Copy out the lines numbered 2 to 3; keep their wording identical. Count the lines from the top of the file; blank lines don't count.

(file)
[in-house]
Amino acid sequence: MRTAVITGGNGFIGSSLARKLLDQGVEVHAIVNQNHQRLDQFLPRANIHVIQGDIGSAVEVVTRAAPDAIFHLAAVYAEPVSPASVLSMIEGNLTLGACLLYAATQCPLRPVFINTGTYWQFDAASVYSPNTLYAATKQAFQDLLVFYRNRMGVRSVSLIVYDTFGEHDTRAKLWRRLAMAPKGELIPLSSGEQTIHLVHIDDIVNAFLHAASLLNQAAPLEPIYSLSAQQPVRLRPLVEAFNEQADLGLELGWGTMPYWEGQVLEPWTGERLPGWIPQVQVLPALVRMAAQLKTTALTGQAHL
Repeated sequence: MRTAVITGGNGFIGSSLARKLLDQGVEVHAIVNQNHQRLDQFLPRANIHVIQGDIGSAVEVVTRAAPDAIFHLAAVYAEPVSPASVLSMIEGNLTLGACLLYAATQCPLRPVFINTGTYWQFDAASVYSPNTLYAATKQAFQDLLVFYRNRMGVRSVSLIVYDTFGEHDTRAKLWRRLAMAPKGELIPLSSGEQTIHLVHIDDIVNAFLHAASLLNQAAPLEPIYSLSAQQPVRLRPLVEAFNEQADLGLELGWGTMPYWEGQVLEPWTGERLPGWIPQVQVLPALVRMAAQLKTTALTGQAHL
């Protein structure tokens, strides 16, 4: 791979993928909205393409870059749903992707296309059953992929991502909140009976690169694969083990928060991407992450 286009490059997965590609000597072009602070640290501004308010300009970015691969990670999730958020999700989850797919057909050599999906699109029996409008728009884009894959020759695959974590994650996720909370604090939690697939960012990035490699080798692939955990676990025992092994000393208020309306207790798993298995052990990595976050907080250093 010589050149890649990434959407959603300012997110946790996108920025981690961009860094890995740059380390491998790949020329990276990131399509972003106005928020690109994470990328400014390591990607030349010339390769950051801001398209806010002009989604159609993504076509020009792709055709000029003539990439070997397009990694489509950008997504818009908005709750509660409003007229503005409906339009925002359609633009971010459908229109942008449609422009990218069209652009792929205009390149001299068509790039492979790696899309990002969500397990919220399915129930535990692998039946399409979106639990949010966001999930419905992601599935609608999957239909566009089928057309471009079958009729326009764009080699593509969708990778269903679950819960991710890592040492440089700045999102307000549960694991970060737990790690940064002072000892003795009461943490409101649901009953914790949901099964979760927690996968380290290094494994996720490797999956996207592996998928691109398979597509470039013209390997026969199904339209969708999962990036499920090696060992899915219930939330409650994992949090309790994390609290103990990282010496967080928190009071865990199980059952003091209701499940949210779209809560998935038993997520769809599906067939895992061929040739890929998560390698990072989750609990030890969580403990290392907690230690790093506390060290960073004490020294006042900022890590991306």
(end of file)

Amino acid sequence: MRTAVITGGNGFIGSSLARKLLDQGVEVHAIVNQNHQRLDQFLPRANIHVIQGDIGSAVEVVTRAAPDAIFHLAAVYAEPVSPASVLSMIEGNLTLGACLLYAATQCPLRPVFINTGTYWQFDAASVYSPNTLYAATKQAFQDLLVFYRNRMGVRSVSLIVYDTFGEHDTRAKLWRRLAMAPKGELIPLSSGEQTIHLVHIDDIVNAFLHAASLLNQAAPLEPIYSLSAQQPVRLRPLVEAFNEQADLGLELGWGTMPYWEGQVLEPWTGERLPGWIPQVQVLPALVRMAAQLKTTALTGQAHL
Repeated sequence: MRTAVITGGNGFIGSSLARKLLDQGVEVHAIVNQNHQRLDQFLPRANIHVIQGDIGSAVEVVTRAAPDAIFHLAAVYAEPVSPASVLSMIEGNLTLGACLLYAATQCPLRPVFINTGTYWQFDAASVYSPNTLYAATKQAFQDLLVFYRNRMGVRSVSLIVYDTFGEHDTRAKLWRRLAMAPKGELIPLSSGEQTIHLVHIDDIVNAFLHAASLLNQAAPLEPIYSLSAQQPVRLRPLVEAFNEQADLGLELGWGTMPYWEGQVLEPWTGERLPGWIPQVQVLPALVRMAAQLKTTALTGQAHL